This post kicks off Depression Overawareness and Overmedication Week.
Two weeks ago, CLPsych and Gianna, among others, celebrated Bipolar Overawareness Week. To cap off Mental Health Awareness Month, I’ve declared this last week of May Depression Overawareness and Overmedication Week. Use this checklist to identify whether you may possibly be “overaware” and “overmedicated” for depression:
- If you’re on Zoloft because you’ve never been sad or anxious.
- If you get a prescription for Lexapro on Thursday because you had a bad day on Tuesday.
- If you take Paxil because you’re never restless or irritable.
- If you are on Pristiq as a result of sadness and guilt over your Wii-related injury (eg, throwing your shoulder out or tripping over the coffee table).
- If you are on Celexa because you hate the job that you disliked anyway before you began the medication.
- If you are on Cymbalta because you are tired after normal long, exhausting days at your job(s).
- If you are on Effexor only because you overate during the holidays.
- If you take Prozac because you’ve never had passing thoughts of suicide.
If you meet any of the criteria above, this is a medical emergency. You are overaware and overmedicated. Go see your doctor immediately and discuss treatment options that involve non-medication and/or talk therapy.
Now, the disclaimer.
The checklist above is satire. It is not intended to poke fun at those who suffer with real clinical depression (of which I am one). It is intended to mock the extremely high number of people in the U.S. who are diagnosed with depression and medicated with antidepressants. This is not a medically based checklist for anything. It is not a professional recommendation or intended for professional use. It is not intended to be serious. In fact, it is not intended to be seriously serious. If you take this to your doctor, he or she will probably diagnose you with something other than depression. If you have been offended by this post, don’t be; you shouldn’t come close to meeting the criteria above. And if you do, then you really should go to a doctor. While I meet the criterion for sadness over my Wii-related injury, I don’t take Pristiq for it. If you have something nice to say, click on the Comments link below. If you don’t have something nice to say, click on the Comments link below.
(comic from problogs.com)
In all seriousness, I have wondered about the BPD diagnosis but in my mind, have somewhat fallen short. I don’t think my symptoms are strong enough to be plastered with a BPD label.
To conclude my several-post rambling, I should answer the question that I initially posed. Do I think bipolar disorder is overdiagnosed?
Many of my fellow bloggers will likely disagree with me. Zimmerman’s study at Rhode Island Hospital took into account whether those “diagnosed” with bipolar disorder had a family history of the diagnosis in the family. Maybe I’ve turned to the dark side. Just because I don’t have a family history of bipolar doesn’t mean that I can’t suffer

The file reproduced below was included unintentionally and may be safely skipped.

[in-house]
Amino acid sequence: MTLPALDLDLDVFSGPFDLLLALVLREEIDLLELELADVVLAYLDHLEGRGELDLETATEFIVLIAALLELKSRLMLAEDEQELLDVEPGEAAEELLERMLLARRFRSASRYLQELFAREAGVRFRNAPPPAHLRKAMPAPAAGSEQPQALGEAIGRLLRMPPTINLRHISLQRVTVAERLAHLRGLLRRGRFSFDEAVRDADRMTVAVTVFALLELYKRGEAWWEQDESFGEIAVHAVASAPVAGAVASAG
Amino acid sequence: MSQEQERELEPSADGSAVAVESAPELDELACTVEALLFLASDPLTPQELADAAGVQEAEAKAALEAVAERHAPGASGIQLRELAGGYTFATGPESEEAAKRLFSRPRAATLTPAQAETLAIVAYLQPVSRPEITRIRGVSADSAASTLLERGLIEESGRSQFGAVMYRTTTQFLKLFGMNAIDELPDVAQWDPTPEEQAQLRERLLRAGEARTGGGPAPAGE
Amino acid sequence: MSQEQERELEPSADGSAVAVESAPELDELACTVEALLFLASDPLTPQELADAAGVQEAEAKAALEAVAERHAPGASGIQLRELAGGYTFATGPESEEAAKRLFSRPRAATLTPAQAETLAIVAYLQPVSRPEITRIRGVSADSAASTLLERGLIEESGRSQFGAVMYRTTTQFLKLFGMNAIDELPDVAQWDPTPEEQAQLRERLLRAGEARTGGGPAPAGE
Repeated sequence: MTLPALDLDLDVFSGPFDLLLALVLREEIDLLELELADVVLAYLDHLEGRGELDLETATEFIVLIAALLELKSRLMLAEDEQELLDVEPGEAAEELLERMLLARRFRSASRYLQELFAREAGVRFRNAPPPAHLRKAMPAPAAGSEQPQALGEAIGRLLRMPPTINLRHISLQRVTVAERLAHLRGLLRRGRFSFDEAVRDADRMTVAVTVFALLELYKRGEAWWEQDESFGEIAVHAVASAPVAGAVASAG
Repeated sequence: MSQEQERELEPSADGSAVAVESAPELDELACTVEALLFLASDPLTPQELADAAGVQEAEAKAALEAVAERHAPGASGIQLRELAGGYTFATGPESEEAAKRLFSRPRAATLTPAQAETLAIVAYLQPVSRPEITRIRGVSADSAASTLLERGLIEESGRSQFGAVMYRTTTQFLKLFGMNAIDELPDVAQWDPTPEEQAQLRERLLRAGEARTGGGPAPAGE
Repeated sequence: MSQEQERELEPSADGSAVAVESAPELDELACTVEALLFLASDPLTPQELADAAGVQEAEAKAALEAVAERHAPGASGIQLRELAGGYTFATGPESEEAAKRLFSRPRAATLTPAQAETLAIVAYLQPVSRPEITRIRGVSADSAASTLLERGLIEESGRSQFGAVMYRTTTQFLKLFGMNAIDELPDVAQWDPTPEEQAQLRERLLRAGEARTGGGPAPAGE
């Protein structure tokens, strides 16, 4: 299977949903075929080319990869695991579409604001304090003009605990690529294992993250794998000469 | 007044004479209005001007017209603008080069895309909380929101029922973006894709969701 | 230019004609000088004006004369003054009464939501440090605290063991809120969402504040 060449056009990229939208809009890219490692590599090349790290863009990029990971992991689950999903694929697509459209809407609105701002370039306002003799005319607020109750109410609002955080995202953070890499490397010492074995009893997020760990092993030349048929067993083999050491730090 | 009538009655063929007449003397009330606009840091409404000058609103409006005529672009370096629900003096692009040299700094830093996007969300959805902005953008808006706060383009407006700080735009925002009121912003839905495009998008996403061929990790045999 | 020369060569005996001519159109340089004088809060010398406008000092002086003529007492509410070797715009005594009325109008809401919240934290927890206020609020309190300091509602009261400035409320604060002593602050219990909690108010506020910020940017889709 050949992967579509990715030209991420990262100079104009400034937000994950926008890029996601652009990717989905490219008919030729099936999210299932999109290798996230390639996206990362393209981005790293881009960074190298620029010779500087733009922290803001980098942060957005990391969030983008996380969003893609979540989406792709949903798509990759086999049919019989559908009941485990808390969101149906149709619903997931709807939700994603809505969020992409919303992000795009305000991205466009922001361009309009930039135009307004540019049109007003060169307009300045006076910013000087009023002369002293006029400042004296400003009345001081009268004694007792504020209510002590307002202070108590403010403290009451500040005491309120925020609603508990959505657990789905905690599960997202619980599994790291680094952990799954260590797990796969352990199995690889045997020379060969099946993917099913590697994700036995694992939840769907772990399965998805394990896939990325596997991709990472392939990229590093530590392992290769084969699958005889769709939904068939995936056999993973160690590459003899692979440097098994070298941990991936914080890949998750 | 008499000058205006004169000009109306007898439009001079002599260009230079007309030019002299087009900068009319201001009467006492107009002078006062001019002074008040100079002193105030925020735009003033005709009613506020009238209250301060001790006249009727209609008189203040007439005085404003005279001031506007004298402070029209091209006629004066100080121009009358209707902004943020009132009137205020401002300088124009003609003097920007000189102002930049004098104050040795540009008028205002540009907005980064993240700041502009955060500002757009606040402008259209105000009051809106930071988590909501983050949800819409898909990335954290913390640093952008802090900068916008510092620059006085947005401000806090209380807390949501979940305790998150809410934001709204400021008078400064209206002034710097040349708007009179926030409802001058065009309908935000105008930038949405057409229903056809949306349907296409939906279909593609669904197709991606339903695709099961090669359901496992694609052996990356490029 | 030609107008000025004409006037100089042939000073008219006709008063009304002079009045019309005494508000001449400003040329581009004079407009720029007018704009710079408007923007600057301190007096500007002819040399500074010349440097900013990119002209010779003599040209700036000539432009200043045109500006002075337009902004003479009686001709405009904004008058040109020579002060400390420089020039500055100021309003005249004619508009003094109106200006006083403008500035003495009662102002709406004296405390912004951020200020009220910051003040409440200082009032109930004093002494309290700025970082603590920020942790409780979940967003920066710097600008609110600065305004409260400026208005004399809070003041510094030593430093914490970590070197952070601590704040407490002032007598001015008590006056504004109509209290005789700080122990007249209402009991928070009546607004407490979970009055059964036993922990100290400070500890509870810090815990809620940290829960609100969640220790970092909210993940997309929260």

from the disorder. However, I have a family history of schizophrenia: one father and two aunts. Does this put me at a higher risk for schizophrenia? Definitely. Does this mean I could suffer from bp and have the schizo gene pass me by? You bet. I don’t think that I need a first-degree relative to suffer from bp to make me a classic diagnosis for bp.
For instance, when it comes to my physical appearance, I’m the only one on both sides of the family who suffers from severe eczema to the point where my dermatologist suggested a punch biopsy. Does that mean that I need to have a family history of eczema to obtain the malady? Not necessarily. Why is bipolar disorder any different?
Continue reading “Thoughts on Bipolar Overawareness Week: Part III”
Ok, so I’m incredibly late on this bipolar overdiagnosis week thing (one week, of course) but a bunch of blogs that I know of have already blogged about it. In fact, there have been so many posts on it that I haven’t been able to read and keep up on them all. All I know is that a recent study came out saying bipolar disorder is overdiagnosed. In the meantime, read blogs that have commentary on the matter (most of the links from Furious Seasons):
Furious Seasons — Study: Bipolar Disorder Overdiagnosed
Furious Seasons — Making Sense of Bipolar Disorder Overdiagnosis
Furious Seasons — Major Researchers Support Bipolar Overdiagnosis Study
Furious Seasons — Mental Health Month Meet Bipolar Overdiagnosis Awareness Week
PsychCentral — Bipolar Disorder Overdiagnosed
Psychiatric Drug Withdrawal and Recovery — Celebrating Bipolar Overawareness Week
Clinical Psychology & Psychiatry: A Closer Look — Bipolar Overawareness Week Starts on Monday
I’ll give many of these posts a read before I say anything about it. But as of right now, I’m sitting here with a contrarian view, believe it or not.